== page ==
Whilst the Miller case may be seen as a victory for Parliament, it simultaneously highlights significant constitutional weaknesses on issues such as devolution and the role of referendums. Is it time to consider whether the UK constitution needs more legal as opposed to political regulation?
This post summarises themes in the new book ‘The Constitution After Miller: Brexit and Beyond’ (Hart, July 2018), edited by Mark Elliott, Jack Williams and Alison L Young. Further details are at the end of the post.
It seems almost impossible to talk about the UK’s constitution without mentioning Brexit, the role of referendums, the Miller decision, and now the European Union (Withdrawal) Act 2018.
Although Miller has been touted as the constitutional case of the century, one might be forgiven for thinking that the Supreme Court’s decision in the case achieved little in practice. Far from Brexit causing a constitutional crisis, history may merely regard it as a blip in the ever-evolving nature of the UK’s famously flexible uncodified constitution.
Whilst recognising this interpretation, the essays in ‘The Constitution After Miller: Brexit and Beyond’ (Hart, July 2018), edited by Mark Elliott, Jack Williams and Alison L Young, also illustrate how Brexit highlights both potential weaknesses and strengths of the UK constitution. As such, the Miller decision will continue to have consequences long into the future.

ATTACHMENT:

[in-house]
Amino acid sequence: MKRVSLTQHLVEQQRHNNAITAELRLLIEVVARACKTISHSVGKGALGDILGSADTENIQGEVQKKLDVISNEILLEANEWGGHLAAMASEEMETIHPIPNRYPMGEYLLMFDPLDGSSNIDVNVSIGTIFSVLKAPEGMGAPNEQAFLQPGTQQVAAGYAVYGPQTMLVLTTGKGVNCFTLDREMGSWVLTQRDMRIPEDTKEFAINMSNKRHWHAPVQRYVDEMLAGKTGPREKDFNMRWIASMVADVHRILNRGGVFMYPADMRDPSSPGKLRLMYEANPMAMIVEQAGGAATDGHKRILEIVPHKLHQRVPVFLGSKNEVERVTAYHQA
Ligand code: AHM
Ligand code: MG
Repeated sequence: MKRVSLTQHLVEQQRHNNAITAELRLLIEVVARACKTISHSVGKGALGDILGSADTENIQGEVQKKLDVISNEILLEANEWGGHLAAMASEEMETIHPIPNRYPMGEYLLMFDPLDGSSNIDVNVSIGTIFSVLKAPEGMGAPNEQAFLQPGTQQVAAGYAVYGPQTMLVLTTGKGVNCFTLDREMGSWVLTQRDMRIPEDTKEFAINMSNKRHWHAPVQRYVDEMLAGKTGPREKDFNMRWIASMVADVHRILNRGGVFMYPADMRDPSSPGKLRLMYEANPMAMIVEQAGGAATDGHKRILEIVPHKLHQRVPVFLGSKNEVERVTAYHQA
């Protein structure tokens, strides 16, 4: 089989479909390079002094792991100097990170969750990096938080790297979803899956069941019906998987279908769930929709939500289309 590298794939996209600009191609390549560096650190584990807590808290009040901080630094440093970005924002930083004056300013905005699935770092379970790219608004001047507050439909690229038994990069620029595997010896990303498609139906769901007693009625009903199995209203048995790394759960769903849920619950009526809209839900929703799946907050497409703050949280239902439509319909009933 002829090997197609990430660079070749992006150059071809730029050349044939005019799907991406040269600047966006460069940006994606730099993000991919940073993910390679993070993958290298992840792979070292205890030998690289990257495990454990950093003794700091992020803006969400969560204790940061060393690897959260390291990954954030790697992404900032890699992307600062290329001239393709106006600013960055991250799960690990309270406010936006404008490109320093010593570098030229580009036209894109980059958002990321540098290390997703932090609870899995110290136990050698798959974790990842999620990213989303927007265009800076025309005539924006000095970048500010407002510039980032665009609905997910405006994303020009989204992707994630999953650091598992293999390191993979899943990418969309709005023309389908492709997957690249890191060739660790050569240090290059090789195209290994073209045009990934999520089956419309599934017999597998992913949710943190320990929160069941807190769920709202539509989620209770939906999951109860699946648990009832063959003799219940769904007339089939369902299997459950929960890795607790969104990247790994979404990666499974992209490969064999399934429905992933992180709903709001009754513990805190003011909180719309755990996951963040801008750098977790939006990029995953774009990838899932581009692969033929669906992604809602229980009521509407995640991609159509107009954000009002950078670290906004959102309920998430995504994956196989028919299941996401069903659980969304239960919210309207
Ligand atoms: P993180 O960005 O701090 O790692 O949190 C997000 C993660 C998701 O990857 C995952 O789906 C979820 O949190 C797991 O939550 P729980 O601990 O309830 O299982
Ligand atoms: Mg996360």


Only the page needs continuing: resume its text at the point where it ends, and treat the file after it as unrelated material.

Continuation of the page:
The Miller case highlighted the UK’s constitutional heritage, its long-standing commitment to both the rule of law and parliamentary sovereignty, and the way in which the values and principles upheld by the UK constitution evolve in a piecemeal manner in response to pragmatic situations. In concluding that the UK government did not enjoy a prerogative power to withdraw from the European Union, the Supreme Court drew on case law and legislation from the seventeenth century, establishing the relationship between the executive and the legislature.
Miller drew the rule of law to the attention of the public… Whilst cases may have large political ramifications, the Supreme Court focused on applying the law, not politics
General prerogative powers do not include an ability to modify domestic law or legislation, to modify rights, or to frustrate legislation. This conclusion recognised the sovereignty of Parliament over the executive. The Supreme Court also confirmed the primacy of directly effective EU law, and the extent to which the UK constitution evolved to reconcile this primacy with the sovereignty of the UK Parliament.